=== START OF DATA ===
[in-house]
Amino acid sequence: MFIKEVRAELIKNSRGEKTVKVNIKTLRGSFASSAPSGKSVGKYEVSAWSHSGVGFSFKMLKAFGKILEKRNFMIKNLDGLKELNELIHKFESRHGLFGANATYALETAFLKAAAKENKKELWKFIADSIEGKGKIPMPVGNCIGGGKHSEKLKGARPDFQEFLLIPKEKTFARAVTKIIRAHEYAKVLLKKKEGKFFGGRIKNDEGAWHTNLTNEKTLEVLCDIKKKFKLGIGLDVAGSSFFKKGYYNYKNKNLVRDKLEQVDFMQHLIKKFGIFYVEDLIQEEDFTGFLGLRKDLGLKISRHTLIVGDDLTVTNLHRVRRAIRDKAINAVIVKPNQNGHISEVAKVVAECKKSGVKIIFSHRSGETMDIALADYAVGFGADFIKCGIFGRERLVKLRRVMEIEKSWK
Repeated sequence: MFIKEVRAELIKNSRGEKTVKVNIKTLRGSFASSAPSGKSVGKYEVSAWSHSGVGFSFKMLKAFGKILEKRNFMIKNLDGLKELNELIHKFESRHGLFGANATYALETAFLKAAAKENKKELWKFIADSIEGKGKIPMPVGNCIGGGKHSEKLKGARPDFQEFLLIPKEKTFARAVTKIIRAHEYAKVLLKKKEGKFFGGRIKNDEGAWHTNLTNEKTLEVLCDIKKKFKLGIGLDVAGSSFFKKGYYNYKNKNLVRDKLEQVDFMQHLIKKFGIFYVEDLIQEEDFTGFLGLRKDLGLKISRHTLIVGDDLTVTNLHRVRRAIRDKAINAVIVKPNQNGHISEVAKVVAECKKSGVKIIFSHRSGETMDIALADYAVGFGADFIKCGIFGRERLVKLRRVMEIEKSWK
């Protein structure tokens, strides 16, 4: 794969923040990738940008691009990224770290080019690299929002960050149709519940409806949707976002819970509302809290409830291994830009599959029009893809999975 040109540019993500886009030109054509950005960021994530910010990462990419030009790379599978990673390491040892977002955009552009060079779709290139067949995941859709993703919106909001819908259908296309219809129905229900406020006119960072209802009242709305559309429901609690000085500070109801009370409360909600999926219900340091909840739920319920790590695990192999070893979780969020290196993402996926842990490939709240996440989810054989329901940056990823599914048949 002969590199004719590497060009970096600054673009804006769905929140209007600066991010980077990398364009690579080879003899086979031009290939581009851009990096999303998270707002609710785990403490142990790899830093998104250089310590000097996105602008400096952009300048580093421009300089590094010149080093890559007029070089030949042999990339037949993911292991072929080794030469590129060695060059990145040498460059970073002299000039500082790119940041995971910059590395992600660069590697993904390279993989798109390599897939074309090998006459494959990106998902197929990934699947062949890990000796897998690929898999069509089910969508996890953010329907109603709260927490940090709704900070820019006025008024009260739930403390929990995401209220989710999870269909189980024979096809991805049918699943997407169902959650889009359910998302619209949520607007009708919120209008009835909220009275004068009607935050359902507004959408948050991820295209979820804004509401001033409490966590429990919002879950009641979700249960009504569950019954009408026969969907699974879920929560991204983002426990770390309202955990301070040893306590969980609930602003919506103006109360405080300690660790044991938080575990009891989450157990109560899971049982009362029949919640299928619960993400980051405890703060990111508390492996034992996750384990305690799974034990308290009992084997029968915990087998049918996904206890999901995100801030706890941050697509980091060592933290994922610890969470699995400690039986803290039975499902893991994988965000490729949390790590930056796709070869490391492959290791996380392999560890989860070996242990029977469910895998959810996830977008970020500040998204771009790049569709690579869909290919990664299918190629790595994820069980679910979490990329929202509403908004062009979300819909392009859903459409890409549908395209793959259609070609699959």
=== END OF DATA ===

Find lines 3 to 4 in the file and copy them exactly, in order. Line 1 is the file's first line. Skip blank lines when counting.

Repeated sequence: MFIKEVRAELIKNSRGEKTVKVNIKTLRGSFASSAPSGKSVGKYEVSAWSHSGVGFSFKMLKAFGKILEKRNFMIKNLDGLKELNELIHKFESRHGLFGANATYALETAFLKAAAKENKKELWKFIADSIEGKGKIPMPVGNCIGGGKHSEKLKGARPDFQEFLLIPKEKTFARAVTKIIRAHEYAKVLLKKKEGKFFGGRIKNDEGAWHTNLTNEKTLEVLCDIKKKFKLGIGLDVAGSSFFKKGYYNYKNKNLVRDKLEQVDFMQHLIKKFGIFYVEDLIQEEDFTGFLGLRKDLGLKISRHTLIVGDDLTVTNLHRVRRAIRDKAINAVIVKPNQNGHISEVAKVVAECKKSGVKIIFSHRSGETMDIALADYAVGFGADFIKCGIFGRERLVKLRRVMEIEKSWK
């Protein structure tokens, strides 16, 4: 794969923040990738940008691009990224770290080019690299929002960050149709519940409806949707976002819970509302809290409830291994830009599959029009893809999975 040109540019993500886009030109054509950005960021994530910010990462990419030009790379599978990673390491040892977002955009552009060079779709290139067949995941859709993703919106909001819908259908296309219809129905229900406020006119960072209802009242709305559309429901609690000085500070109801009370409360909600999926219900340091909840739920319920790590695990192999070893979780969020290196993402996926842990490939709240996440989810054989329901940056990823599914048949 002969590199004719590497060009970096600054673009804006769905929140209007600066991010980077990398364009690579080879003899086979031009290939581009851009990096999303998270707002609710785990403490142990790899830093998104250089310590000097996105602008400096952009300048580093421009300089590094010149080093890559007029070089030949042999990339037949993911292991072929080794030469590129060695060059990145040498460059970073002299000039500082790119940041995971910059590395992600660069590697993904390279993989798109390599897939074309090998006459494959990106998902197929990934699947062949890990000796897998690929898999069509089910969508996890953010329907109603709260927490940090709704900070820019006025008024009260739930403390929990995401209220989710999870269909189980024979096809991805049918699943997407169902959650889009359910998302619209949520607007009708919120209008009835909220009275004068009607935050359902507004959408948050991820295209979820804004509401001033409490966590429990919002879950009641979700249960009504569950019954009408026969969907699974879920929560991204983002426990770390309202955990301070040893306590969980609930602003919506103006109360405080300690660790044991938080575990009891989450157990109560899971049982009362029949919640299928619960993400980051405890703060990111508390492996034992996750384990305690799974034990308290009992084997029968915990087998049918996904206890999901995100801030706890941050697509980091060592933290994922610890969470699995400690039986803290039975499902893991994988965000490729949390790590930056796709070869490391492959290791996380392999560890989860070996242990029977469910895998959810996830977008970020500040998204771009790049569709690579869909290919990664299918190629790595994820069980679910979490990329929202509403908004062009979300819909392009859903459409890409549908395209793959259609070609699959």